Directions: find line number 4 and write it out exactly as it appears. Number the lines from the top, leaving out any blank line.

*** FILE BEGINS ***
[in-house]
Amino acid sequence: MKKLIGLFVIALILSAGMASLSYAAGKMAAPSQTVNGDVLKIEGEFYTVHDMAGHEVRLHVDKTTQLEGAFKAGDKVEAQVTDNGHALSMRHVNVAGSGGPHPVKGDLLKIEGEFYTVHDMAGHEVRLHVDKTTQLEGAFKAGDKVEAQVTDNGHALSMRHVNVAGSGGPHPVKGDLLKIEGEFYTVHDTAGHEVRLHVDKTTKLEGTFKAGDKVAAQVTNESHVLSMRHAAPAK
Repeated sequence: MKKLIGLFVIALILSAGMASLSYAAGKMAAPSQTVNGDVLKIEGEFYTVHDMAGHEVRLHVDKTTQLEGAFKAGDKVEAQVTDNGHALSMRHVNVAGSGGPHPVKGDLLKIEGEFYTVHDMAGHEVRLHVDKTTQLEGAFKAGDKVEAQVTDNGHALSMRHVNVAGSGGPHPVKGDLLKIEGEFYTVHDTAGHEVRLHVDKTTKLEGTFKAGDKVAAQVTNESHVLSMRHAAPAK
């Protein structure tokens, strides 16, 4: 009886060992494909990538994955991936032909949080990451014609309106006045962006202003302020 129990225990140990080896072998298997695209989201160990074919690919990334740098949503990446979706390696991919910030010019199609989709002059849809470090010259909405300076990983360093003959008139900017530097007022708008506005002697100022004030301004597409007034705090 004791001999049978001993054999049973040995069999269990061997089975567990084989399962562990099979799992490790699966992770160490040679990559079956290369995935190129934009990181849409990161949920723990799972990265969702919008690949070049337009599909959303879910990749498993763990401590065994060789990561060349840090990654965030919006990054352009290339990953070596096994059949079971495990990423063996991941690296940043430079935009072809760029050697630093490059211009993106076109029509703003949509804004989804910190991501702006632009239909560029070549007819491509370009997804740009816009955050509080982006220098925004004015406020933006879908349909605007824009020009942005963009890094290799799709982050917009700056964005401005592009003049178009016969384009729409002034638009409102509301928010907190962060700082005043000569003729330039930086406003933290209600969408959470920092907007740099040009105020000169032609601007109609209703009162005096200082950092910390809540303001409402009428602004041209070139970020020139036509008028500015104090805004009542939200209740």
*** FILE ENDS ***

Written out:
């Protein structure tokens, strides 16, 4: 009886060992494909990538994955991936032909949080990451014609309106006045962006202003302020 129990225990140990080896072998298997695209989201160990074919690919990334740098949503990446979706390696991919910030010019199609989709002059849809470090010259909405300076990983360093003959008139900017530097007022708008506005002697100022004030301004597409007034705090 004791001999049978001993054999049973040995069999269990061997089975567990084989399962562990099979799992490790699966992770160490040679990559079956290369995935190129934009990181849409990161949920723990799972990265969702919008690949070049337009599909959303879910990749498993763990401590065994060789990561060349840090990654965030919006990054352009290339990953070596096994059949079971495990990423063996991941690296940043430079935009072809760029050697630093490059211009993106076109029509703003949509804004989804910190991501702006632009239909560029070549007819491509370009997804740009816009955050509080982006220098925004004015406020933006879908349909605007824009020009942005963009890094290799799709982050917009700056964005401005592009003049178009016969384009729409002034638009409102509301928010907190962060700082005043000569003729330039930086406003933290209600969408959470920092907007740099040009105020000169032609601007109609209703009162005096200082950092910390809540303001409402009428602004041209070139970020020139036509008028500015104090805004009542939200209740």